That these con artists every move is met with applause from the masses of IYI physicians is a constant reminder that clapping seals has more insight than this group. Never mind that these seals are the same ones who knew in January of 2020 that travel bans were racist, that knew in March of 2020 masks were useless, that knew gathering in large groups was dangerous in pandemics except when protesting for politically correct causes, and that think anyone not keeping pace with their constantly shifting views isn’t just wrong, but evil. 

As a result, I can think of no group less suited to have opinions on the world outside of their profession than doctors. Complex medical decisions frequently involve some back and forth between patient and doctor so the path chosen aligns with what the patient may want.  This is forgotten by the ilk of doctors being discussed here who nonsensically blunder into complex social problems to tell Americans what they should think and how they should live their lives to make “everything all better”.

Want to improve things in America? Stop listening to doctors with pie-in-the sky plans.  The kids, and maybe the world will thank you for it. 

Anonymous, MD is a physician in Somewhere, USA.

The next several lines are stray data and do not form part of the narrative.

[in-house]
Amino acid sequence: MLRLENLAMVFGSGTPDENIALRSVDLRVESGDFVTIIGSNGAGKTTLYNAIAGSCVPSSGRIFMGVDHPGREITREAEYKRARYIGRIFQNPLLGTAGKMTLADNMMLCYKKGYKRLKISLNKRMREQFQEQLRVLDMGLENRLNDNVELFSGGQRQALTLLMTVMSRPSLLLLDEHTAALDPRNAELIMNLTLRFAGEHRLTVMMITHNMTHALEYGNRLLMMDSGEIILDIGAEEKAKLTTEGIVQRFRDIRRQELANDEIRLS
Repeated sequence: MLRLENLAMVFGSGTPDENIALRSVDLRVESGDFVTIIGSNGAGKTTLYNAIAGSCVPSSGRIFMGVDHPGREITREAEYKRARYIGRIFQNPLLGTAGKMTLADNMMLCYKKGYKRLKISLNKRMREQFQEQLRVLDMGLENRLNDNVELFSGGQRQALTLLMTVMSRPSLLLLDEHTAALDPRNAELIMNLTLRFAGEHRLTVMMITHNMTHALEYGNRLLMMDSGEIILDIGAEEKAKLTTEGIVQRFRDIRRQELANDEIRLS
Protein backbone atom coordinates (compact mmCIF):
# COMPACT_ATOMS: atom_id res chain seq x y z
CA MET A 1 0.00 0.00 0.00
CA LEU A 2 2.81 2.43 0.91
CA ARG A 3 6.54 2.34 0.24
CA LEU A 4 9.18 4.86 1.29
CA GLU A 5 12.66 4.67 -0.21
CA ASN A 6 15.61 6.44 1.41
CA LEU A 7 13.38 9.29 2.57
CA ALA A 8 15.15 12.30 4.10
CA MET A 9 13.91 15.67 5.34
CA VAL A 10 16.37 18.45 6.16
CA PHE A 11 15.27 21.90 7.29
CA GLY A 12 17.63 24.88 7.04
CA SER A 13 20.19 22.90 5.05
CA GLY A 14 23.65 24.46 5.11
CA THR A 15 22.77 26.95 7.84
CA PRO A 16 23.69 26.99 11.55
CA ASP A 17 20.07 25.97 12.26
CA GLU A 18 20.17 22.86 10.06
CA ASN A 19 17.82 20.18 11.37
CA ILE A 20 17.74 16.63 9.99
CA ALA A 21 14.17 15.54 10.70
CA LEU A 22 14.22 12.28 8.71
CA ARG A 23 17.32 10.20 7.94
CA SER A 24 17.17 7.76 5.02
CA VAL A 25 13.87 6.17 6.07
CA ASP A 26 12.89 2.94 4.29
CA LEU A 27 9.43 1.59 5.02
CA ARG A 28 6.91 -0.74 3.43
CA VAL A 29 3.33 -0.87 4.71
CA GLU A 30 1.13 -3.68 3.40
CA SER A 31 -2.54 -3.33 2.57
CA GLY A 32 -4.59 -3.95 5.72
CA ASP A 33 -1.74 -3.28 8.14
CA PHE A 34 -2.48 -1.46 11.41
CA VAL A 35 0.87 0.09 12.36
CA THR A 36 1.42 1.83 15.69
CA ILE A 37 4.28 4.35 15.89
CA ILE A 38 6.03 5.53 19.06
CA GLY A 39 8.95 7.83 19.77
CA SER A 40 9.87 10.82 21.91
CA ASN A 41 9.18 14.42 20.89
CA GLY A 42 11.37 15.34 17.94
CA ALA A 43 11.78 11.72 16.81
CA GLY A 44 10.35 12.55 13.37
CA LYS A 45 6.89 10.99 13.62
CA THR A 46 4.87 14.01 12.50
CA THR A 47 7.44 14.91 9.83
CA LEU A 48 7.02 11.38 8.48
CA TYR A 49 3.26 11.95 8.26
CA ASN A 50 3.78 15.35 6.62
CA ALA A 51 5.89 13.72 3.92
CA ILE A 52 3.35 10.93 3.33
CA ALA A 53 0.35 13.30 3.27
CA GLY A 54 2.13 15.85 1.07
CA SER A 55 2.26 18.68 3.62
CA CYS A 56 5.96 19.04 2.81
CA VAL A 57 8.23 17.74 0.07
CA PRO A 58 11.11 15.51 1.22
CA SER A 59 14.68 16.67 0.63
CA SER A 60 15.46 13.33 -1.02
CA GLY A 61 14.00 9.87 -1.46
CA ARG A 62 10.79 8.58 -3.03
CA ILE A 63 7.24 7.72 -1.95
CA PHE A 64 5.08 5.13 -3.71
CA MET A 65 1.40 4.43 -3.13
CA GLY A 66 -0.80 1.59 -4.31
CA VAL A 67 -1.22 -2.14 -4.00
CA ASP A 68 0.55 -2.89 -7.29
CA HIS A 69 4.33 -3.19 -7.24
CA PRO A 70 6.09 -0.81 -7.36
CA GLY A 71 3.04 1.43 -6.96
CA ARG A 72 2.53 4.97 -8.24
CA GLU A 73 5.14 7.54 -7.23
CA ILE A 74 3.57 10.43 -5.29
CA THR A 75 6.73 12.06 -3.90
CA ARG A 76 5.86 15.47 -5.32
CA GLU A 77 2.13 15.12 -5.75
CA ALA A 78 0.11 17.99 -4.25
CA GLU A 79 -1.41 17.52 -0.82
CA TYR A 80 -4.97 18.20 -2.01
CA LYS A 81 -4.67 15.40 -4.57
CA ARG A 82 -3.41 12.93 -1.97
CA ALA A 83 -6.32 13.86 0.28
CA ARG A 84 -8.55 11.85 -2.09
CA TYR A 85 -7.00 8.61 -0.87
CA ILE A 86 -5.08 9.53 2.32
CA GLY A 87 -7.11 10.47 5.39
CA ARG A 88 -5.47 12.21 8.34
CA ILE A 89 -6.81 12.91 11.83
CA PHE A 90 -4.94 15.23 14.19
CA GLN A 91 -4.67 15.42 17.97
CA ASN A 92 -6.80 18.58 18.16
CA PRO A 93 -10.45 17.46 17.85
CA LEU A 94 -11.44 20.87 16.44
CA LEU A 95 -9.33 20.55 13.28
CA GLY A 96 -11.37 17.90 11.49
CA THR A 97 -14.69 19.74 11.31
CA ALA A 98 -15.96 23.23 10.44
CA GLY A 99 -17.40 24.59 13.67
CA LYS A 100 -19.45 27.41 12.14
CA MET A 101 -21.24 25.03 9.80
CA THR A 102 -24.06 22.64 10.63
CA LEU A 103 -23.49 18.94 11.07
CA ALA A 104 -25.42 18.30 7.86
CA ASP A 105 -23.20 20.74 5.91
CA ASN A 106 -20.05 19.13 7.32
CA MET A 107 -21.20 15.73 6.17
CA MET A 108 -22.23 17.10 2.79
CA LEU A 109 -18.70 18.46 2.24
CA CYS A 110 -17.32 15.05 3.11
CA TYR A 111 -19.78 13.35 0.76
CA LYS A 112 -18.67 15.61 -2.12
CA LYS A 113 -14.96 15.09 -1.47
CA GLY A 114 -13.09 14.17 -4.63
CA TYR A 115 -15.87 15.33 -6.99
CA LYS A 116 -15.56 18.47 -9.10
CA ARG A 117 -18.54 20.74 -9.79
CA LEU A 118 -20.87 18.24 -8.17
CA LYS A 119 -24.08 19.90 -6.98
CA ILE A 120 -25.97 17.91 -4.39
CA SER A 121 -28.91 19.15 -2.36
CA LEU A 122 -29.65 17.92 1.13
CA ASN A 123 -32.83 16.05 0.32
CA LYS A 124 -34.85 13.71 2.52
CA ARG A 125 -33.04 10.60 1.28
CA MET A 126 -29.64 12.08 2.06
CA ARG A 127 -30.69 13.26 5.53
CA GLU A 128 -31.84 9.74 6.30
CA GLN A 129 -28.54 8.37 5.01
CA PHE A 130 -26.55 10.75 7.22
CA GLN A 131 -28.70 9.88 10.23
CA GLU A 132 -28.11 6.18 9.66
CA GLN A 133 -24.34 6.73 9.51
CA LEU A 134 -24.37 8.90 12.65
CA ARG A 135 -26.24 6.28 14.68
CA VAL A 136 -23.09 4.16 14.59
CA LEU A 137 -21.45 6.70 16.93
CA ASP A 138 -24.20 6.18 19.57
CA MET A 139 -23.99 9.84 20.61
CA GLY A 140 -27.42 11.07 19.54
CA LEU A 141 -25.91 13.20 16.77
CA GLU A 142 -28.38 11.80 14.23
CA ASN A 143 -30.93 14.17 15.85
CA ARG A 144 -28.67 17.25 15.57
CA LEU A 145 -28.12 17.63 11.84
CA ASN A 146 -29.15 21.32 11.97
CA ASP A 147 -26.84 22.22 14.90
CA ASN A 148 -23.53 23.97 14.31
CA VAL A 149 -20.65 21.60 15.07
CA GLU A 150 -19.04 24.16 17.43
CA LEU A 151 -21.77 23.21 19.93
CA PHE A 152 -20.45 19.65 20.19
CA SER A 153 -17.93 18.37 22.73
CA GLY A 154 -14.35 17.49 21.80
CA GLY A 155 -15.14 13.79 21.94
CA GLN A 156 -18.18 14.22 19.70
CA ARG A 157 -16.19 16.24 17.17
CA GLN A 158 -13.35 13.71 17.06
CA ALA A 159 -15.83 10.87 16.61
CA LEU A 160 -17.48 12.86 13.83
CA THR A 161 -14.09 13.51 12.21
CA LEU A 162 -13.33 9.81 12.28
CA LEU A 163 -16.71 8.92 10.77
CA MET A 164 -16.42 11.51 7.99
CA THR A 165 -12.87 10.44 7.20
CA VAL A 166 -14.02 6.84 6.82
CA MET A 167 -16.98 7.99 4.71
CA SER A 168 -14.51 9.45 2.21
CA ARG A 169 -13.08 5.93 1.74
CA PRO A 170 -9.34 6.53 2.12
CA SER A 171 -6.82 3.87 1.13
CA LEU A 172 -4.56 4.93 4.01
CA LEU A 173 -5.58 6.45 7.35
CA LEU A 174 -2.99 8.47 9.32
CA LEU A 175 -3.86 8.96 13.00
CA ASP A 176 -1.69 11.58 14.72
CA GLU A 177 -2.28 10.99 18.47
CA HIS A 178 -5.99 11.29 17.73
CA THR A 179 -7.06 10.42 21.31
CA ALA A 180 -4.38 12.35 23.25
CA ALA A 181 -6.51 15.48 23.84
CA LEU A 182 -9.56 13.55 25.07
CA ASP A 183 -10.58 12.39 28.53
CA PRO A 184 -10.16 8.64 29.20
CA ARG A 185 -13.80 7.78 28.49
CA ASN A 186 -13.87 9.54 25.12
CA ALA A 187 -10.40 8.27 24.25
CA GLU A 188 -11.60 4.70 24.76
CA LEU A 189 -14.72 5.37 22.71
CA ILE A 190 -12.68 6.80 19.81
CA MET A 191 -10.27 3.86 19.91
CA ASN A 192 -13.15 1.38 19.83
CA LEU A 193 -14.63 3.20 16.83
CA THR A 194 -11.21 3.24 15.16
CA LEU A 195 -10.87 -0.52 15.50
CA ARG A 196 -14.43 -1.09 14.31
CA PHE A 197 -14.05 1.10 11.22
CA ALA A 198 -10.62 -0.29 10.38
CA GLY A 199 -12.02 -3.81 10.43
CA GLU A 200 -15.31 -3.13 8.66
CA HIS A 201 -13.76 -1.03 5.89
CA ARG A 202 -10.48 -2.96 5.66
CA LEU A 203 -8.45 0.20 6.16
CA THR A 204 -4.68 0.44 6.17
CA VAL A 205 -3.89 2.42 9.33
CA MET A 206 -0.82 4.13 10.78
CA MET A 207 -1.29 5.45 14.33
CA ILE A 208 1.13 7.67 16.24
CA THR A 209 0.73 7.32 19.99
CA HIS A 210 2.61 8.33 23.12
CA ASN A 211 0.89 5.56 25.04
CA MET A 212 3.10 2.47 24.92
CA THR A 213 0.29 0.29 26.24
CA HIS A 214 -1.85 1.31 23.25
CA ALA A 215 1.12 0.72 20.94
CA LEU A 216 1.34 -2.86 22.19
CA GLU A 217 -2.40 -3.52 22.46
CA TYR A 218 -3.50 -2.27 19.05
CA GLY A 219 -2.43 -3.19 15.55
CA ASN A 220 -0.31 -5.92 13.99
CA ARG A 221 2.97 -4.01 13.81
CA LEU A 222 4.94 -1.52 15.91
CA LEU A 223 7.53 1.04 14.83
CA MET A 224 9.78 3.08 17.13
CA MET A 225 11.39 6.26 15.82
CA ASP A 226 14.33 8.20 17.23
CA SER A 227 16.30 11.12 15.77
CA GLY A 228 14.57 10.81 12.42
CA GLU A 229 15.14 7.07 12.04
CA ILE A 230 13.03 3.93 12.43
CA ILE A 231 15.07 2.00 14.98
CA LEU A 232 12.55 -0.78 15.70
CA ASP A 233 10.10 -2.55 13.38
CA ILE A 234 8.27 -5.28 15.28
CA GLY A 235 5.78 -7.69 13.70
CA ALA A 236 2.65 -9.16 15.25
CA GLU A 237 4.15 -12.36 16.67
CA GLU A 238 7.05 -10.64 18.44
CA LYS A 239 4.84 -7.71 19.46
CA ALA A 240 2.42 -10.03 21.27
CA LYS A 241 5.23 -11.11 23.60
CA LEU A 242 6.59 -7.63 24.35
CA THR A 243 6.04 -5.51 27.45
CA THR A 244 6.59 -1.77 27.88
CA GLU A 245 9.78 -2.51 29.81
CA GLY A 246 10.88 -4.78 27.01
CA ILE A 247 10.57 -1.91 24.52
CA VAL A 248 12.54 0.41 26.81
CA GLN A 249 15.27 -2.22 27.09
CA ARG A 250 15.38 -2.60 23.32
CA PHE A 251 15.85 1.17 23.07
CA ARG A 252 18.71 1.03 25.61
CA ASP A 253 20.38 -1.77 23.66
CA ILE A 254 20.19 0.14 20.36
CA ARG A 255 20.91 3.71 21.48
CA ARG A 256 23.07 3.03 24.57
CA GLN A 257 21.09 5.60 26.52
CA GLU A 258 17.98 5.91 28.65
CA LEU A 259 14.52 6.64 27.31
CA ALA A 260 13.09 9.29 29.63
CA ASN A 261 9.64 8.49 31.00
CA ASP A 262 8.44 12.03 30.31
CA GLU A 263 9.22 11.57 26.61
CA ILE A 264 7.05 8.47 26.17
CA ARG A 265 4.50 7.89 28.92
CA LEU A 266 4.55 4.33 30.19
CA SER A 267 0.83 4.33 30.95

4 thoughts on “The Intellectual-Yet-Idiot (IYI) Physician

  1. Interesting. Its a good take on the problems of listening to not-at-risk employees (including execs) in places that don’t make waves during a time when a solid evaluation of risk/ ability to make controversial bets is the key issue.

    Docs aren’t all like that, however.

    1. Reminds me of a project I was discussing for a transplant wing at a major AMC. Huge backup. Death by wait list.

      Told I wasn’t a good fit because my path required rocking the boat to get the job done. Not good to ruffle feathers.

      1. Agree.

        I too am optimistic about docs, many super smart people, but I think there is a group of DINOs who have lost sight of what medicine is about.

      2. That’s the right debate. What is medicine about? There is a “ivory tower vs real world impact” lane, “population vs individual” lane, “meds/ procedures vs. everyday activities” lane, “p > .05 vs cost benefit” lane. And always institution (dr as cog in wheel) vs. entrepreneurial (dr able to scope price and services) debate.

Leave a Reply to Vijay Goel, MD Cancel reply